Funding Q & A

Lack of Access to Midwifery in Alberta – Q&A

Funding for midwifery care in Alberta started in April 2009 by Alberta Health Services, along with a plan to establish and grow midwifery, especially in rural and underserved areas. More midwives began to establish practices in Alberta and a new four-year university program saw its first graduates in 2015. Although the funding system was not designed nor intended to be a barrier to growth, demand for midwifery care soon soared, while Alberta also experienced a baby boom. Funding fell behind demand, and even when a bump-up in funding was added, the number of families without midwifery care kept growing. In the fiscal year starting April 1, 2015, Alberta funded a total of 2,774 midwife-attended births, yet 1,300 families were unaccommodated. The Alberta Association of Midwives is in discussions with Alberta Health Services and Alberta Health to address the problem. The current agreement expires March 31, 2016.

Q: How many midwife-attended births is AHS offering to fund for 2016/17?

A: The same number of births as last year - which is 2,774. The number of babies born in Alberta is continuing to rise, so the percentage of births attended by a midwife will actually decrease.

Q: What percentage of births are attended by midwives in Alberta?

A: In 2014 the number of births attended by midwives was 4 per cent, and it grew to almost 5 per cent in 2015. This number is low compared to B.C. where the number is 19 per cent, and the national rate which is 9 per cent. Click here to see midwifery rates across Canada.

 Q: Is there a goal for the percentage of Alberta births attended by midwives?

A: No. The number of births in Alberta continues to grow with over 57,000 births projected for 2015. The AAM’s goal in previous years was 20 per cent by 2020, but funding hasn’t allowed growth to meet demand, and this goal was not met and no new goal has been set. In addition, the gap is increasing between Alberta and other provinces with midwifery services. In B.C. where almost 20 per cent of births are attended by midwives, the goal is 35 per cent of all births by 2020. Ontario has a similar goal. Some midwives cannot stay in Alberta if they cannot work at capacity, and Alberta will fall further behind in our ability to serve the growing demand from Alberta families for midwifery care.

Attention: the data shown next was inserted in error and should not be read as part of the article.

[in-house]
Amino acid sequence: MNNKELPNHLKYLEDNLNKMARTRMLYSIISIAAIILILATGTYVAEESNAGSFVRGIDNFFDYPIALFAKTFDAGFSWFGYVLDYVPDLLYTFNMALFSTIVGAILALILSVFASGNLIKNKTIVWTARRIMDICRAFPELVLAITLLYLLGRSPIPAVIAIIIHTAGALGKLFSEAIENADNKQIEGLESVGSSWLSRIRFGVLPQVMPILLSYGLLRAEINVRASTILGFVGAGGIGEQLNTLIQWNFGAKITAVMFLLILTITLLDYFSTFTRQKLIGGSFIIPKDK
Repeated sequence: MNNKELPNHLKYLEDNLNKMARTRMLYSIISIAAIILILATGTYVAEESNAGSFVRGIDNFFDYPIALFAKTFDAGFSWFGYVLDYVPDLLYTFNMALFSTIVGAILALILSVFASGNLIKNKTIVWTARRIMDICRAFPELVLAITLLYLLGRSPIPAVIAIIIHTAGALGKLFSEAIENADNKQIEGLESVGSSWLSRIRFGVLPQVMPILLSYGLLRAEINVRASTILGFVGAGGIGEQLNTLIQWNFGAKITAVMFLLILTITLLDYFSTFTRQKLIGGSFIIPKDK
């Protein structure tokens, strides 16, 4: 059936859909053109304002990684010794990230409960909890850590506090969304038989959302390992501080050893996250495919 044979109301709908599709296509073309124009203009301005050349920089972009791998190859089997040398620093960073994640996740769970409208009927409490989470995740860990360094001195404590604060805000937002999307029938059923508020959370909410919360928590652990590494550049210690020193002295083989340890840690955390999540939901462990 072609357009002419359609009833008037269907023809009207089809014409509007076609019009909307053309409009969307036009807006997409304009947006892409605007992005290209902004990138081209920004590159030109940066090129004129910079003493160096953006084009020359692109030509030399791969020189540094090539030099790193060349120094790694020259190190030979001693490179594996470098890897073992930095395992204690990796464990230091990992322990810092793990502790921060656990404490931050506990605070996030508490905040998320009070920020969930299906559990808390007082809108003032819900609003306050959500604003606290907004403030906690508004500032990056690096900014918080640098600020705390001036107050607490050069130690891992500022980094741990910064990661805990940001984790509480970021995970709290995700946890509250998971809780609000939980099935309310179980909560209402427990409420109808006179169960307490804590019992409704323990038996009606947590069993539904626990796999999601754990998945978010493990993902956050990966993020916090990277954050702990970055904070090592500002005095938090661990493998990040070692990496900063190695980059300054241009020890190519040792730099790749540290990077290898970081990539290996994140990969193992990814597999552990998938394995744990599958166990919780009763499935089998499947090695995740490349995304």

Q: What does the Alberta Association of Midwives want when the current agreement expires on March 31, 2016?

A: The Alberta Association of Midwives wants to meet the demand from pregnant Alberta families by having current Alberta midwives and the 12 graduating students coming on-stream in June 2016 working at their full capacity. Pregnant Albertans want to choose their caregivers and more than a thousand will not have access to a midwife with the current inadequate funding situation.

Q: How many births can the current midwives and students accommodate?

A: The Alberta Association of Midwives estimates midwives and the graduating student class can accommodate 3,800 births this upcoming year. That is still less than the current demand from consumers, and would represent 7 per cent of births in Alberta.

Q: What about in subsequent years?

A: There is an urgent need to plan now to grow midwifery responsibly, especially in rural and underserved parts of Alberta. Community leaders, consumers, and other healthcare professionals are asking for access to midwifery care. A sustainable funding model and long-term agreement is needed. The Alberta Association of Midwives expects demand for midwifery care to continue to grow at a rate similar to that in other provinces. B.C.’s rate of midwife-attended birth was 6 per cent 10 years ago, and it’s now approaching 20 per cent.

Q: What is the plan in Alberta to increase midwife-attended births, especially in underserved areas?

A: Alberta Health Services has a workforce plan for growth that focuses on rural and underserved areas. The Alberta Association of Midwives supports the plan, but without stable funding, the plan cannot be implemented. There are also other opportunities to explore serving more families by collaborating with federal or other funding partners.

Q: What happens in communities where there is not enough, or no midwifery care?

A: A lack of action to meet consumer demand means midwifery consumers will continue to be underserved, and midwives will continue to be underutilized with some unable to work, even part-time. Midwives, especially newly graduated students, may have to leave the province. Pregnant Albertans will be forced to seek undesired, more expensive care options. Some will even choose to birth outside of hospitals, without obstetric care.

Q: Why can’t people just pay out of their own pocket for midwifery care, as they were able to in the past?

A: There are no regulations or laws preventing registered midwives in Alberta from accepting payment outside of the current system and the current agreement with Alberta Health Services is silent on private payment options. It is possible that some midwives will respond to consumer demand by accepting direct payment, creating a two-tiered midwifery system in Alberta.

Q: What does the Alberta Association of Midwives recommend for subsequent years?

A: The Alberta Association of Midwives recommends a one-time bump in funding to catch up to the baby boom and ensure current capacity in the system is utilized. We also recommend working to develop and implement a sustainable funding model and to achieve a long-term funding agreement to accommodate reasonable growth to bring the percentage of pregnant Albertans served by midwifery care to 10 per cent from the current five per cent by 2020.

Click here to read about Sustainable Funding for Midwifery


Contact AAM

Alberta Association of Midwives
2632 24th Street SW
Calgary, AB T2T 5H9
Phone: 1-888-316-5457
Hours: Monday to Friday (8:00am-4:00pm)
Email: [email protected]